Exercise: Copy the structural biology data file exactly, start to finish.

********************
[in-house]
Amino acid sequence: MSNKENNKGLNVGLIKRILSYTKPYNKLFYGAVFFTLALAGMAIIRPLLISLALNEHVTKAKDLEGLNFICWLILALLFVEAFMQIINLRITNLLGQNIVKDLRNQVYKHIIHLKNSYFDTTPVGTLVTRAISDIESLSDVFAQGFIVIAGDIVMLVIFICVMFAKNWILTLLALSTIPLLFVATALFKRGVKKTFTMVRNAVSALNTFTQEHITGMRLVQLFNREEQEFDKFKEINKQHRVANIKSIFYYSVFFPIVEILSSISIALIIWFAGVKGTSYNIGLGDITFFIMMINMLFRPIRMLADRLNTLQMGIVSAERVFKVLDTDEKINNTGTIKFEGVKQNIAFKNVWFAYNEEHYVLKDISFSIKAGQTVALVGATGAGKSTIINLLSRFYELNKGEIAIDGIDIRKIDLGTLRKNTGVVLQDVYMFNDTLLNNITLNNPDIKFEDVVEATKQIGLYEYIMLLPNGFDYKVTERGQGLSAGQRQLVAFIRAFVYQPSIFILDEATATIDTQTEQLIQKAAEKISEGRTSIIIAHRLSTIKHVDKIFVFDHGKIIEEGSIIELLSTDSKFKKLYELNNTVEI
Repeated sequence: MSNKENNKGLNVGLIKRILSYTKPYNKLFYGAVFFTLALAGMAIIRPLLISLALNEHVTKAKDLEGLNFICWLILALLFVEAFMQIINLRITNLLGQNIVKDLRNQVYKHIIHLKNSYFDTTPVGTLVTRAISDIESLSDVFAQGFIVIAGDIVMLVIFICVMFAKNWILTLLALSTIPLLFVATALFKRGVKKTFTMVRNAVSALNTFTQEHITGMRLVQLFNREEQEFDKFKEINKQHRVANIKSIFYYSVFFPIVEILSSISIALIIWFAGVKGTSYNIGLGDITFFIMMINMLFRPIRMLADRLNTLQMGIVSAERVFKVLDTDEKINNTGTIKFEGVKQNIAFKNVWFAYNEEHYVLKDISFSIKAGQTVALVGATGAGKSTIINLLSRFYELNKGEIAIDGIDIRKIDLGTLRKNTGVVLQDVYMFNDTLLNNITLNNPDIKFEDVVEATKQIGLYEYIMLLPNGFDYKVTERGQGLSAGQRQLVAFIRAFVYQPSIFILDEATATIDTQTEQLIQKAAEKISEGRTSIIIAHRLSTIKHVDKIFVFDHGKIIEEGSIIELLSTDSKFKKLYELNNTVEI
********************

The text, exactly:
[in-house]
Amino acid sequence: MSNKENNKGLNVGLIKRILSYTKPYNKLFYGAVFFTLALAGMAIIRPLLISLALNEHVTKAKDLEGLNFICWLILALLFVEAFMQIINLRITNLLGQNIVKDLRNQVYKHIIHLKNSYFDTTPVGTLVTRAISDIESLSDVFAQGFIVIAGDIVMLVIFICVMFAKNWILTLLALSTIPLLFVATALFKRGVKKTFTMVRNAVSALNTFTQEHITGMRLVQLFNREEQEFDKFKEINKQHRVANIKSIFYYSVFFPIVEILSSISIALIIWFAGVKGTSYNIGLGDITFFIMMINMLFRPIRMLADRLNTLQMGIVSAERVFKVLDTDEKINNTGTIKFEGVKQNIAFKNVWFAYNEEHYVLKDISFSIKAGQTVALVGATGAGKSTIINLLSRFYELNKGEIAIDGIDIRKIDLGTLRKNTGVVLQDVYMFNDTLLNNITLNNPDIKFEDVVEATKQIGLYEYIMLLPNGFDYKVTERGQGLSAGQRQLVAFIRAFVYQPSIFILDEATATIDTQTEQLIQKAAEKISEGRTSIIIAHRLSTIKHVDKIFVFDHGKIIEEGSIIELLSTDSKFKKLYELNNTVEI
Repeated sequence: MSNKENNKGLNVGLIKRILSYTKPYNKLFYGAVFFTLALAGMAIIRPLLISLALNEHVTKAKDLEGLNFICWLILALLFVEAFMQIINLRITNLLGQNIVKDLRNQVYKHIIHLKNSYFDTTPVGTLVTRAISDIESLSDVFAQGFIVIAGDIVMLVIFICVMFAKNWILTLLALSTIPLLFVATALFKRGVKKTFTMVRNAVSALNTFTQEHITGMRLVQLFNREEQEFDKFKEINKQHRVANIKSIFYYSVFFPIVEILSSISIALIIWFAGVKGTSYNIGLGDITFFIMMINMLFRPIRMLADRLNTLQMGIVSAERVFKVLDTDEKINNTGTIKFEGVKQNIAFKNVWFAYNEEHYVLKDISFSIKAGQTVALVGATGAGKSTIINLLSRFYELNKGEIAIDGIDIRKIDLGTLRKNTGVVLQDVYMFNDTLLNNITLNNPDIKFEDVVEATKQIGLYEYIMLLPNGFDYKVTERGQGLSAGQRQLVAFIRAFVYQPSIFILDEATATIDTQTEQLIQKAAEKISEGRTSIIIAHRLSTIKHVDKIFVFDHGKIIEEGSIIELLSTDSKFKKLYELNNTVEI